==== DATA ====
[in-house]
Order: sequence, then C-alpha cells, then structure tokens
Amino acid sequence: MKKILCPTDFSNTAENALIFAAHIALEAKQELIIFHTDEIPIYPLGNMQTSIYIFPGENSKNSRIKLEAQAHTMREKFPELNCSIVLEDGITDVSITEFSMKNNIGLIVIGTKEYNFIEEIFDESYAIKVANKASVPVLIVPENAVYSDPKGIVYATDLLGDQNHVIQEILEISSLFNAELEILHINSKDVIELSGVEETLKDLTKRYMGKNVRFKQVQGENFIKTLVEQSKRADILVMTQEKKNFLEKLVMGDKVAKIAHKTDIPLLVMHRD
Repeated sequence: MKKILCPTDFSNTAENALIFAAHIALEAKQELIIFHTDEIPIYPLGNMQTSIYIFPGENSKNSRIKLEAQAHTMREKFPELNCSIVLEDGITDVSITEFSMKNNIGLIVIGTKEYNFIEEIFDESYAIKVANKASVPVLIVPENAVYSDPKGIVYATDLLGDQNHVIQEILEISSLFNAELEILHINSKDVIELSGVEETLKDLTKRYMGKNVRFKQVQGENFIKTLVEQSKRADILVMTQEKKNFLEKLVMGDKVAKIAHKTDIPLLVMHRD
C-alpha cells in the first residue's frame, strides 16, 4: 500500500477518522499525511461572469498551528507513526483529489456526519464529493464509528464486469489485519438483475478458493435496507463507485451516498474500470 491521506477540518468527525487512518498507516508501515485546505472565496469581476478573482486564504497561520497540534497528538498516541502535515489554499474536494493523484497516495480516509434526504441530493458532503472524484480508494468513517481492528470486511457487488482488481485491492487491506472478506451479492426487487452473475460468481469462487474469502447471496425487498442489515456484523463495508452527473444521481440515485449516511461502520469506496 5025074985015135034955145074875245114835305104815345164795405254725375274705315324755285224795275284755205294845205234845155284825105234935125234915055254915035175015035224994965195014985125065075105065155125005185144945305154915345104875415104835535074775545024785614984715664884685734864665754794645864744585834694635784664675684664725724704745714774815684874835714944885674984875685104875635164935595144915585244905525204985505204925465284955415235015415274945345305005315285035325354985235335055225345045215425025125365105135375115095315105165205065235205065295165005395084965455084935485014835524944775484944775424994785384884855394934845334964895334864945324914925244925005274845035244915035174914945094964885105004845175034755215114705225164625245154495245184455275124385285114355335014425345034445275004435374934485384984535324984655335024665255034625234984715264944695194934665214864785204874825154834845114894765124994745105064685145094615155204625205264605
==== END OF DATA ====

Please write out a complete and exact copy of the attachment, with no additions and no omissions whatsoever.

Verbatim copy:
[in-house]
Order: sequence, then C-alpha cells, then structure tokens
Amino acid sequence: MKKILCPTDFSNTAENALIFAAHIALEAKQELIIFHTDEIPIYPLGNMQTSIYIFPGENSKNSRIKLEAQAHTMREKFPELNCSIVLEDGITDVSITEFSMKNNIGLIVIGTKEYNFIEEIFDESYAIKVANKASVPVLIVPENAVYSDPKGIVYATDLLGDQNHVIQEILEISSLFNAELEILHINSKDVIELSGVEETLKDLTKRYMGKNVRFKQVQGENFIKTLVEQSKRADILVMTQEKKNFLEKLVMGDKVAKIAHKTDIPLLVMHRD
Repeated sequence: MKKILCPTDFSNTAENALIFAAHIALEAKQELIIFHTDEIPIYPLGNMQTSIYIFPGENSKNSRIKLEAQAHTMREKFPELNCSIVLEDGITDVSITEFSMKNNIGLIVIGTKEYNFIEEIFDESYAIKVANKASVPVLIVPENAVYSDPKGIVYATDLLGDQNHVIQEILEISSLFNAELEILHINSKDVIELSGVEETLKDLTKRYMGKNVRFKQVQGENFIKTLVEQSKRADILVMTQEKKNFLEKLVMGDKVAKIAHKTDIPLLVMHRD
C-alpha cells in the first residue's frame, strides 16, 4: 500500500477518522499525511461572469498551528507513526483529489456526519464529493464509528464486469489485519438483475478458493435496507463507485451516498474500470 491521506477540518468527525487512518498507516508501515485546505472565496469581476478573482486564504497561520497540534497528538498516541502535515489554499474536494493523484497516495480516509434526504441530493458532503472524484480508494468513517481492528470486511457487488482488481485491492487491506472478506451479492426487487452473475460468481469462487474469502447471496425487498442489515456484523463495508452527473444521481440515485449516511461502520469506496 5025074985015135034955145074875245114835305104815345164795405254725375274705315324755285224795275284755205294845205234845155284825105234935125234915055254915035175015035224994965195014985125065075105065155125005185144945305154915345104875415104835535074775545024785614984715664884685734864665754794645864744585834694635784664675684664725724704745714774815684874835714944885674984875685104875635164935595144915585244905525204985505204925465284955415235015415274945345305005315285035325354985235335055225345045215425025125365105135375115095315105165205065235205065295165005395084965455084935485014835524944775484944775424994785384884855394934845334964895334864945324914925244925005274845035244915035174914945094964885105004845175034755215114705225164625245154495245184455275124385285114355335014425345034445275004435374934485384984535324984655335024665255034625234984715264944695194934665214864785204874825154834845114894765124994745105064685145094615155204625205264605